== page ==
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Acta Radiol. 2012 Jun 1;53(5):518-23. doi: 10.1258/ar.2012.110420. Epub 2012 Apr 30.

Diagnostic accuracy of dual-time-point 18F-FDG PET/CT for the detection of axillary lymph node metastases in breast cancer patients.

Author information

1
Department of Diagnostic and Interventional Radiology and Neuroradiology, University Hospital Essen, University at Duisburg-Essen, Germany. steffen.hahn@uk-essen.de

Abstract

BACKGROUND:

The diagnostic accuracy of FDG-PET/CT for the detection of axillary lymph node metastases in breast cancer patients acquired 60 min after FDG administration is reported to be only moderate, especially due to low sensitivity.

PURPOSE:

To test whether a delayed scan 90 min after FDG administration could enhance the diagnostic accuracy of FDG-PET/CT for the detection of axillary lymph node metastases.

MATERIAL AND METHODS:

Thirty-eight women suffering from primary breast cancer (mean age 52 years; range 25-78 years; standard deviation 14 years) underwent a pre-therapeutic dual-time-point FDG-PET/CT scan. The maximum standardized uptake value (SUVmax) of axillary lymph nodes was measured at two different time points (time point T1: 60 min after FDG injection, time point T2: 90 min after FDG injection). SUVmax of axillary lymph nodes at T1 and T2 were assessed for statistical significance using a paired Wilcoxon-Test (P < 0.05). At T1 a qualitative analysis of the FDG-PET/CT scan was performed to define physiologic and metastatic lymph nodes. At T2 an increase of the SUVmax of at least 3.75% over time was rated as indicating malignancy. The sensitivity, specificity, positive predictive value (PPV), negative predictive value (NPV), and the accuracy of FDG-PET/CT for the detection of axillary lymph node metastases was calculated at time points T1 and T2. Statistically significant differences were determined using Fisher's exact test (P < 0.05). Histopathology served as the standard of reference. A compartment based analysis was done.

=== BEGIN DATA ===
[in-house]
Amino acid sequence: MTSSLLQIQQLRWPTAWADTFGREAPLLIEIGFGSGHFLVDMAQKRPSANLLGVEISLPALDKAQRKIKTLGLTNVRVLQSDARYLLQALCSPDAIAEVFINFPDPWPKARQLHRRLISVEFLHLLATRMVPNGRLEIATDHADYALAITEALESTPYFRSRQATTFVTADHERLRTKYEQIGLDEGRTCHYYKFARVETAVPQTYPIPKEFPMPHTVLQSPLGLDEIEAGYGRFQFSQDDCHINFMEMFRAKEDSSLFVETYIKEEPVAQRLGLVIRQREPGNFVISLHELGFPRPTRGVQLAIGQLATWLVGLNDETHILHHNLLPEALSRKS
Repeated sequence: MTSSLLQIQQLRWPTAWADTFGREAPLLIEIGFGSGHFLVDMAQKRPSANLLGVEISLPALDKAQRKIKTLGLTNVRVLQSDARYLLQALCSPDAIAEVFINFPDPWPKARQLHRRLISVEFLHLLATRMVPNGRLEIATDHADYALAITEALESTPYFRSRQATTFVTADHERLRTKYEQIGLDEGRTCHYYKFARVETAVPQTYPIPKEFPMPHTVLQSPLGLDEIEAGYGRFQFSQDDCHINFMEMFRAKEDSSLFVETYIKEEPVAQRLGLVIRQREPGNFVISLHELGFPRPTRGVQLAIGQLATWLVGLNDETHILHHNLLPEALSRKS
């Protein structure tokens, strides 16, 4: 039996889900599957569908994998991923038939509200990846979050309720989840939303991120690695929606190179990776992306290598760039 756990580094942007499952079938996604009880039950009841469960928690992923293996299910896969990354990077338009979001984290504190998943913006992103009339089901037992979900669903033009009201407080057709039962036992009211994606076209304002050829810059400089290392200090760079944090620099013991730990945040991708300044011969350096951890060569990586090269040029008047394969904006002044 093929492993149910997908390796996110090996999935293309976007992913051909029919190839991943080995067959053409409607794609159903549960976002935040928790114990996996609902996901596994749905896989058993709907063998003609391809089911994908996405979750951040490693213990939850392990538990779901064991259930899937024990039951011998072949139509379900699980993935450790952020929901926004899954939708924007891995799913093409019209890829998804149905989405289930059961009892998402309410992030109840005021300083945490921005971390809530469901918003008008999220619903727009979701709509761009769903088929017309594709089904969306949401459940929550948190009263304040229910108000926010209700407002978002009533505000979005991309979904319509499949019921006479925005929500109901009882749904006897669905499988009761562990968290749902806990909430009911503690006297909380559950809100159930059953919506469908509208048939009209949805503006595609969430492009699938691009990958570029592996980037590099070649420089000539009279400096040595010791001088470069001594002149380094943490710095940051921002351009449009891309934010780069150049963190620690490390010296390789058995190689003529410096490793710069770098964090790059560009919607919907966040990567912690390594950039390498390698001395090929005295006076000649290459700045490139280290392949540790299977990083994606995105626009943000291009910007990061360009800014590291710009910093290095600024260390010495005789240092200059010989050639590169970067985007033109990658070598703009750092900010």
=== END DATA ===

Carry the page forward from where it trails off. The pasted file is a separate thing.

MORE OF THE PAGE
RESULTS:

Axillary lymph nodes had a mean SUVmax of 1.6 (range 0.6-10.8; SD 1.9) at T1 and a mean SUVmax of 1.8 (range 0.5-17.9; SD 3.5) at T2. This difference was statistically significant (P = 0.047). The sensitivity, specificity, PPV, NPV, and accuracy of FDG-PET/CT for the detection of axillary lymph node metastases was 81%, 100%, 100%, 88%, and 92% at T1, and 88%, 50%, 56%, 85%, and 66% at T2, respectively. This difference was not statistically significant (P = 0.27).

CONCLUSION:

There is a slight increase of the FDG accumulation of axillary lymph nodes between 60 and 90 min after FDG administration. This increase did not translate into a statistical significant enhancement of the diagnostic accuracy of FDG-PET/CT for the detection of axillary lymph nodes. Especially due to false-positive results a delayed FDG-PET/CT scan 90 min after FDG administration is not able to enhance the diagnostic accuracy for the detection of lymph node metastases.

PMID:
22547387
DOI:
10.1258/ar.2012.110420
[Indexed for MEDLINE]
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